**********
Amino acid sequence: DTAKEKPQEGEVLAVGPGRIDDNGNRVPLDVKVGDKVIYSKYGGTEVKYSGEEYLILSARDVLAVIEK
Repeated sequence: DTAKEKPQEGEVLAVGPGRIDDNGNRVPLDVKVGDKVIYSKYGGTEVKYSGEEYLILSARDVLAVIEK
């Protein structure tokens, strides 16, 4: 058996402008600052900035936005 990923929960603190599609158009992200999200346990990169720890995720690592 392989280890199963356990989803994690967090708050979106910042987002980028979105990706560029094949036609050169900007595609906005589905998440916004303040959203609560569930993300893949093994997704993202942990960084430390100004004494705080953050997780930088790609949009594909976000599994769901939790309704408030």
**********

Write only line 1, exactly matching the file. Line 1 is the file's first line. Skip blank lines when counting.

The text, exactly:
Amino acid sequence: DTAKEKPQEGEVLAVGPGRIDDNGNRVPLDVKVGDKVIYSKYGGTEVKYSGEEYLILSARDVLAVIEK